Tech Games: 24 Hours Into Grand Theft Auto IV
posted by April 30 at 14:27 PMon
Every minute I play Grand Theft Auto IV, I feel the need to tack on yet another weekís play in order to review it credibly. Thatís not because the basic experience has changed. You still control a hired gun whose main abilities—carjacking, driving, shooting, fighting—are employed to do dirty work for bossy assholes. See? Didnít need weeks or months to figure that out again.
But what throws me off is the weight. I mean that literally—when you get into a car and try driving crazy-fast like the older games, the result is a swerving, crashy mess. Now, the cars feel heavy. Might seem like an immaterial nitpick, but when your GTA IV hoopty plows into a dumptruck or a few passersby on the sidewalk, thereís a tangible difference in the feeling—the feeling of how it controls, and more importantly, the feeling of what youíre doing.
Iím not saying youíll go moral and feel awful for driving through the sidewalk (or waiting for paramedics to come to the scene and scream, ďDonít you fucking die on me!Ē). But game maker Rockstar North changed and rebuilt its crime-spree sandbox to feel heavier and overwhelming, as if the fictional city youíre blazing through has some life. In my one day of play, the little things have already begun to add up in Niko Bellicís quest for revenge, reward, and a new life. Flip on a TV, and you can watch over an hour of original shows produced in Liberty City about Liberty City; the first time I turned it on, real-life cage-wrestling freak Bas Rutten was there to holler at me. Same with the car radio—surf through dozens of music stations (with DJs like Iggy Pop and Juliette Lewis), then flip to the talk radio stations that mock both the fictional cityís right and the left. Youíll find other real-life cameos here and there, from the blatant (stand-up comedians doing full routines) to the buried (turns out the hot dog vendorís voiced by Fred Armisen). Then there’s the hustle and bustle of the living, breathing city, chattering folks all over the streets, tons of New York-accurate monuments, and on and on and on…
This is a game, though, not YouTube, yet the reason you discover half of these YouTube-worthy moments is because youíre finding them while meeting your cousin at a pool bar, or going out on a date, or helping your Jamaican buddies with errands. The gameís makers have gone on and on about the social system in this game, that they want you to care about the people youíre working with and for. That push means nothing without good writing, so thankfully, what Iíve played so far has passed muster. Think of it more like a TV series than a movie in terms of dialogue, as the writers have hours to build a lot of personalities, and theyíve got a pretty good cast of voice-over actors to tackle the clichť-ridden job with humor and personality. GTA IVís plot and dialogue wonít dethrone The Godfather or The Sopranos anytime soon, but the stuff at least rises above overblown man-boy fare like Entourage (though that lead largely depends on how much you like hearing Balkan expatriates use the word ďtittiesĒ).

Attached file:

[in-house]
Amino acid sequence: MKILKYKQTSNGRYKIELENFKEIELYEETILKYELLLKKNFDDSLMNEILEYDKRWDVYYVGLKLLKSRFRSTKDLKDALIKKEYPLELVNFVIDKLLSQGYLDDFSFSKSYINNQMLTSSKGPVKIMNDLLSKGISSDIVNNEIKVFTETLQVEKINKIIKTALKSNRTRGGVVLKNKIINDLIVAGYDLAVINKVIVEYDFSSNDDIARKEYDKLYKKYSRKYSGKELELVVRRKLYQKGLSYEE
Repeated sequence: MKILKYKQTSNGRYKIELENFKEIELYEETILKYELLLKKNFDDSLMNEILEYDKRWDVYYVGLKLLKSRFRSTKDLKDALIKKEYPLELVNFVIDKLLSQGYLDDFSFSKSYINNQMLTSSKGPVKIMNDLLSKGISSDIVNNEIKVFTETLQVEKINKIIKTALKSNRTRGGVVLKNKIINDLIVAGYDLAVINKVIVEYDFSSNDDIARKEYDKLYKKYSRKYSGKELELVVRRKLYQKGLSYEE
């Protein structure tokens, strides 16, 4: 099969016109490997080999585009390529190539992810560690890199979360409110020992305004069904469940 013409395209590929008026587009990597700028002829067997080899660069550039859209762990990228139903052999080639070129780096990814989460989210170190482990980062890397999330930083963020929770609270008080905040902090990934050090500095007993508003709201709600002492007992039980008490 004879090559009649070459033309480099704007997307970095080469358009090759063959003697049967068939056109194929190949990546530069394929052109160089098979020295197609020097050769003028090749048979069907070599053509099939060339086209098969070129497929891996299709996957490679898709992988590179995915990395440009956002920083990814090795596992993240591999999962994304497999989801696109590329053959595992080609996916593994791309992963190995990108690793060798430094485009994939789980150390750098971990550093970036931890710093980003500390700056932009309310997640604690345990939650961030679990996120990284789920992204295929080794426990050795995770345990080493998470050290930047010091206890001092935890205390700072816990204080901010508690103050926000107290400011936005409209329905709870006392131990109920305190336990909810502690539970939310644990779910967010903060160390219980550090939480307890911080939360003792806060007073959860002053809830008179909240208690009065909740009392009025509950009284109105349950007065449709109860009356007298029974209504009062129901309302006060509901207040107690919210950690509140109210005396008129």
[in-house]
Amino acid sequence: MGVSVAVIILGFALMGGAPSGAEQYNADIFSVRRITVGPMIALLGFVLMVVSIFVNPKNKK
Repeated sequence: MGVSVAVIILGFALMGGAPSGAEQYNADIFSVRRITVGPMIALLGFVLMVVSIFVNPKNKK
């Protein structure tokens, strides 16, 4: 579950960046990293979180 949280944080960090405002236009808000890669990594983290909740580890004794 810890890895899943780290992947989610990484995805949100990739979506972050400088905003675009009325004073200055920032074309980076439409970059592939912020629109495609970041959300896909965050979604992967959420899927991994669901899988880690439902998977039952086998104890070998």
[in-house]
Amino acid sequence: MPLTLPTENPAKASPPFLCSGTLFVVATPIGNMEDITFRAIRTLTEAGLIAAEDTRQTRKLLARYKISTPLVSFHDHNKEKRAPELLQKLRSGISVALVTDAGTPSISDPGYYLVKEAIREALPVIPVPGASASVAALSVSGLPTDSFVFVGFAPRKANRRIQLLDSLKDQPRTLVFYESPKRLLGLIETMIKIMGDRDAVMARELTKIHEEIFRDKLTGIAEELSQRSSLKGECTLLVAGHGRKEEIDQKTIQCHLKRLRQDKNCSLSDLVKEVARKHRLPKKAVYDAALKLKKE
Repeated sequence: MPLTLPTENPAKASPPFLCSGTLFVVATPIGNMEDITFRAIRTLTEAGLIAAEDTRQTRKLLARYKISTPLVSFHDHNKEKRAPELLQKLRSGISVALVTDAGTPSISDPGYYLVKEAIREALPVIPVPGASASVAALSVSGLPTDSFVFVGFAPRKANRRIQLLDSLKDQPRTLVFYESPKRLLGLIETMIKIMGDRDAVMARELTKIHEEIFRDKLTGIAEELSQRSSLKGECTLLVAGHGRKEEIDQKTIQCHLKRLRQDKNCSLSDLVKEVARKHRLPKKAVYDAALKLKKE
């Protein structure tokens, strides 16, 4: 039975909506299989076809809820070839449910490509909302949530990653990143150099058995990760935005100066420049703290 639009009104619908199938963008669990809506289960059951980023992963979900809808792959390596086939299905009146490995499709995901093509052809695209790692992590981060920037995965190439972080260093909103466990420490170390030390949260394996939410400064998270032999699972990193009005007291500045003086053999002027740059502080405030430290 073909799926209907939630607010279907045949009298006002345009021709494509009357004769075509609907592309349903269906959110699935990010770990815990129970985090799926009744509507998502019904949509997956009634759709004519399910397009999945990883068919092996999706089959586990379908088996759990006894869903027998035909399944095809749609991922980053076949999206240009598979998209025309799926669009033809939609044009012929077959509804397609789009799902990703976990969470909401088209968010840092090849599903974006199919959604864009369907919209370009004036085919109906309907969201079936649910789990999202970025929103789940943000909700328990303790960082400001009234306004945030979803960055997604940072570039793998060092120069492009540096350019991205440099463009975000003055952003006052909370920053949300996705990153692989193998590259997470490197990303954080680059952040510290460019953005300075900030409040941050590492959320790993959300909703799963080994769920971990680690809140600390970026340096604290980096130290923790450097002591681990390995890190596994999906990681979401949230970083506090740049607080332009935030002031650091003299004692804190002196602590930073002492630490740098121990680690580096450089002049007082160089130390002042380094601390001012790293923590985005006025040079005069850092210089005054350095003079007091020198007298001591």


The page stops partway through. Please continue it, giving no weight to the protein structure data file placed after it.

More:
The nuts-and-bolts mostly get the thumbs-up here. Driving, aiming guns, running around—these central actions all mostly feel improved and fluid, so you wonít get frustrated by figuring out how the hell to do something while five mobsters gun you down. To be fair, Iíve gotten plenty aggravated at a few missions already—Iím no GTA expert, and Iíve always given up on previous GTAs because a random, necessary mission was too unbeatable to be fun for me. But the difficulty, this far in, has been scaled much better for my sensibilities. And if one mission is pissing me off, I can bust out my in-game cell phone and find something else to do right away (or, of course, steal a police car and drive it into the ocean for no good reason…or use its in-dash computer to track down crooks and become, erm, a vigilante).
I still have reservations—will the game wind down after doing the same few steal/kill/drive missions over and over? Will the plot and dialogue weaken and stumble with more brutish, misogynistic stereotypes? But the diversity of this title so far has taken me aback, in stark contrast to the gameís slow, boring tutorial missions, certainly. And the 16-player multiplayer modes are a blast—Iíll dig into those in a proper, finished-the-game review in the next week or so, but suffice it to say, they turned out and then some.
Recommendation: I donít see this game converting anyone who wasnít swayed by the old games. The controls are complex enough to keep curious outsiders at bay. And GTA IV teeters between social satire and giddy exploitation far too often to make the cultural dent that other reviewers seem to be hinting at. But the target crowd—and the folks holding their breath before plunging into a new games system—have themselves the absolute pinnacle of bang for the buck.
(Want the game? Enter the contest. You still have until early Friday.)